Absurd

Indonesian president encourages extra-judicial killings (foreigners preferred)

What is it with Indonesians and the law? It seems to me the country is beset with enthusiasm for purely symbolic laws, coupled with an utter disdain for the actual law. The photo above, taken in the Maduran town of Sumenep by my friend and colleague Michael Buehler, provides a delightful, home-made example of the first. Here’s a closer look: “Forbidden to have a traffic accident here!” it declares, above a gaping hole in the road. And then it gives…



Bad language is bad for Indonesian business

Indonesian bureaucrats are making it harder for Indonesians to learn good English. This handicaps Indonesian firms, as well as making them look foolish in international markets.


From Indonesia’s Department of You Couldn’t Make It Up

The department of You Couldn’t Make It Up has been working overtime in Indonesia lately. Parliament has just confirmed a notorious corruption suspect to head the police, and the President thinks he can make fishermen richer by sinking ships.



An easter treat: Catholic kitsch from around Indonesia

There are just seven million Catholics in Indonesia — a drop in a mainly Moslem ocean. Yet they have managed to make their mark aesthetically, with an astoundingly wide variety of statues, murals, graveyards and churches that range between Kitsch and High Kitsch….


Vocab lessons for expat lawyers in Indonesia

So Indonesia is going to require expatriate lawyers to take an ethics test, in Indonesian. I think this is a splendid idea; though they are not actually allowed to practice law in Indonesia, foreigners certainly have a lot to learn from Indonesian lawyers when it comes to ethics. Here’s some essential vocab to get them started: Suap “Salary supplementation”. It literally means “to spoonfeed” and some cynics translate it as “bribe”, but they haven’t studied legal ethics in Indonesia. Cuci…


Indonesian President signs off on semen

In the windswept west of Ireland, I’m struggling with notebooks written in “Bahasa Gado Gado” — a mixture of English and Indonesian which at times catches me by surprise. This bit, for example: “Local rich people count their capital in hewan, dan dengan ratusan ekor pun tidak bisa beli semen”. Which translates as: “Local rich people count their capital in cattle, and even with hundreds of cattle you can’t buy semen.” Oh wait, no, you can’t buy cement. The moment…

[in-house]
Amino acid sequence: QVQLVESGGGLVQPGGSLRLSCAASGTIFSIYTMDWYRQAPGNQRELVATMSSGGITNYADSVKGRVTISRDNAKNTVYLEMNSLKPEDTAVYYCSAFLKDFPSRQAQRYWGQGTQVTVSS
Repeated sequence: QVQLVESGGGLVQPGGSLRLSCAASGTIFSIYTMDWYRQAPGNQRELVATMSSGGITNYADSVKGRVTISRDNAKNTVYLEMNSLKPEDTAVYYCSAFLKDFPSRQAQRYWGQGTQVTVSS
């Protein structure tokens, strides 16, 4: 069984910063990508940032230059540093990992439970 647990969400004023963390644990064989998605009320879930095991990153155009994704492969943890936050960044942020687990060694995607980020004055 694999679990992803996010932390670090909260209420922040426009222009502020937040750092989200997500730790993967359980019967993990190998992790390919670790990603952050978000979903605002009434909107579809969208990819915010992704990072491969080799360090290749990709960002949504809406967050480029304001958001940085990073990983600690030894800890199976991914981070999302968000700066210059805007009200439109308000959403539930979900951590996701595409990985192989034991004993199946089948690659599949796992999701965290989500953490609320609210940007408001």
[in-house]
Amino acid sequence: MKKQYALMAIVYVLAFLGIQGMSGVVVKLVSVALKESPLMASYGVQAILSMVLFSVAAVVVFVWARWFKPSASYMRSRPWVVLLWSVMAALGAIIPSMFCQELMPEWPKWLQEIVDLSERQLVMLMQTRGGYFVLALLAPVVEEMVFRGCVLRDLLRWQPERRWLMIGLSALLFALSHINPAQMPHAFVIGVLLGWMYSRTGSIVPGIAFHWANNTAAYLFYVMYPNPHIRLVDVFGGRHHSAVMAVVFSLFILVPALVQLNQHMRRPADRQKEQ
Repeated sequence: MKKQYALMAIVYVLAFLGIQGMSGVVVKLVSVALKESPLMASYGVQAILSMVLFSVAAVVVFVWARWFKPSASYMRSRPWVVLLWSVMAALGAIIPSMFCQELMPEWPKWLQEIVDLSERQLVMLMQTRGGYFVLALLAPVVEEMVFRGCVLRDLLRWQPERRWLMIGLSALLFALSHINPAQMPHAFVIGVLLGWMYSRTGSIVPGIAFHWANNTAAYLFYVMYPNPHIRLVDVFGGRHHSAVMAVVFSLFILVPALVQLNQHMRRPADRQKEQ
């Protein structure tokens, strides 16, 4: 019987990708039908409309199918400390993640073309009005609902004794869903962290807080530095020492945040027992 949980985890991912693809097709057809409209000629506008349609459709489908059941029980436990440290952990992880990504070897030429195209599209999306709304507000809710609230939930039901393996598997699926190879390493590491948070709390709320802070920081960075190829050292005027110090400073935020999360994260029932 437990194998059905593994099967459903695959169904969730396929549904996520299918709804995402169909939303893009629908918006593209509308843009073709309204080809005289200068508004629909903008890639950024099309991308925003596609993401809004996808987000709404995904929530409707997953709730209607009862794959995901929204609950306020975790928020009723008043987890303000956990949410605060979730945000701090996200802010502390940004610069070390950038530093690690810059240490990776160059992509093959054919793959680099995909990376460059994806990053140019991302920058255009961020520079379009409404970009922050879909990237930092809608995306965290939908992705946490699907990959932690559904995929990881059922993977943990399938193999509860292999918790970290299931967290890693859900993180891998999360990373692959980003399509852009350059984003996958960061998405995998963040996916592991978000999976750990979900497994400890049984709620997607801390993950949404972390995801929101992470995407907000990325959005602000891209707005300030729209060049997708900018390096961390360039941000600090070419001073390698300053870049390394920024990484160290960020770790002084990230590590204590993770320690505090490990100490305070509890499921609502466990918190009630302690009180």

Rubber time: new departures for an old concept

Many of you will be familiar with Indonesia’s approach to timekeeping, affectionately known as “rubber time”. Like rubber (and the patience of many Indonesians), it can be stretched almost infinitely. Unlike rubber, it tends only to stretch in one direction. Buses start filling up on a notional schedule but don’t leave until they are full; ferries board passengers from a given time, but probably won’t ship out until the tide is right. Meetings are set for time x, and start…


Bouncing back

Having been very rude about the Indonesian educational system in an earlier post, I offer up this example of genius from a junior high school teacher in the small town of Singkil, in Aceh province. It was his labour-saving solution to the fact that his baby cried unless it was being rocked constantly. I might note that this scene was filmed on a school day. The genius teacher was watching TV at home. “It’s raining,” he explained. “And anyway, they’ve…